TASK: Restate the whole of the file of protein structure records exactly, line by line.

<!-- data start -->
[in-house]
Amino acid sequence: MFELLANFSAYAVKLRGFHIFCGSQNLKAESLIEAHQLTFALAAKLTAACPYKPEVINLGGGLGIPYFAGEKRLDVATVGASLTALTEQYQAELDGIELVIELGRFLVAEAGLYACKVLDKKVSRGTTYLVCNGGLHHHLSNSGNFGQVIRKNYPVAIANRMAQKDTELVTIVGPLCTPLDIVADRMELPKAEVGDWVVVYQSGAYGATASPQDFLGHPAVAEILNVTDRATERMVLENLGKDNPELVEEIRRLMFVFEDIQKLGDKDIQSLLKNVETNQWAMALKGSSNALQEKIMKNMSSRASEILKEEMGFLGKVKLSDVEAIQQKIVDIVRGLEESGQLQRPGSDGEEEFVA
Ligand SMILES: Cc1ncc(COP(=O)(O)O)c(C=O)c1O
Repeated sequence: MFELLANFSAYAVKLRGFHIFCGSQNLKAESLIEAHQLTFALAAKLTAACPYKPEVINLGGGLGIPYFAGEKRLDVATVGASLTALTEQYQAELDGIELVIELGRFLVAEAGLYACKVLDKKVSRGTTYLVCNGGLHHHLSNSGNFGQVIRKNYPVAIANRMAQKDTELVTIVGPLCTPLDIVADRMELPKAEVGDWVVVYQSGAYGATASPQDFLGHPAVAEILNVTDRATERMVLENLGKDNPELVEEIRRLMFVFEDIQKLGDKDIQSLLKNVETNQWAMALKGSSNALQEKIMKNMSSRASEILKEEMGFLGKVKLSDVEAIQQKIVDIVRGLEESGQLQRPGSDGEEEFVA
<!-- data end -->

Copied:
[in-house]
Amino acid sequence: MFELLANFSAYAVKLRGFHIFCGSQNLKAESLIEAHQLTFALAAKLTAACPYKPEVINLGGGLGIPYFAGEKRLDVATVGASLTALTEQYQAELDGIELVIELGRFLVAEAGLYACKVLDKKVSRGTTYLVCNGGLHHHLSNSGNFGQVIRKNYPVAIANRMAQKDTELVTIVGPLCTPLDIVADRMELPKAEVGDWVVVYQSGAYGATASPQDFLGHPAVAEILNVTDRATERMVLENLGKDNPELVEEIRRLMFVFEDIQKLGDKDIQSLLKNVETNQWAMALKGSSNALQEKIMKNMSSRASEILKEEMGFLGKVKLSDVEAIQQKIVDIVRGLEESGQLQRPGSDGEEEFVA
Ligand SMILES: Cc1ncc(COP(=O)(O)O)c(C=O)c1O
Repeated sequence: MFELLANFSAYAVKLRGFHIFCGSQNLKAESLIEAHQLTFALAAKLTAACPYKPEVINLGGGLGIPYFAGEKRLDVATVGASLTALTEQYQAELDGIELVIELGRFLVAEAGLYACKVLDKKVSRGTTYLVCNGGLHHHLSNSGNFGQVIRKNYPVAIANRMAQKDTELVTIVGPLCTPLDIVADRMELPKAEVGDWVVVYQSGAYGATASPQDFLGHPAVAEILNVTDRATERMVLENLGKDNPELVEEIRRLMFVFEDIQKLGDKDIQSLLKNVETNQWAMALKGSSNALQEKIMKNMSSRASEILKEEMGFLGKVKLSDVEAIQQKIVDIVRGLEESGQLQRPGSDGEEEFVA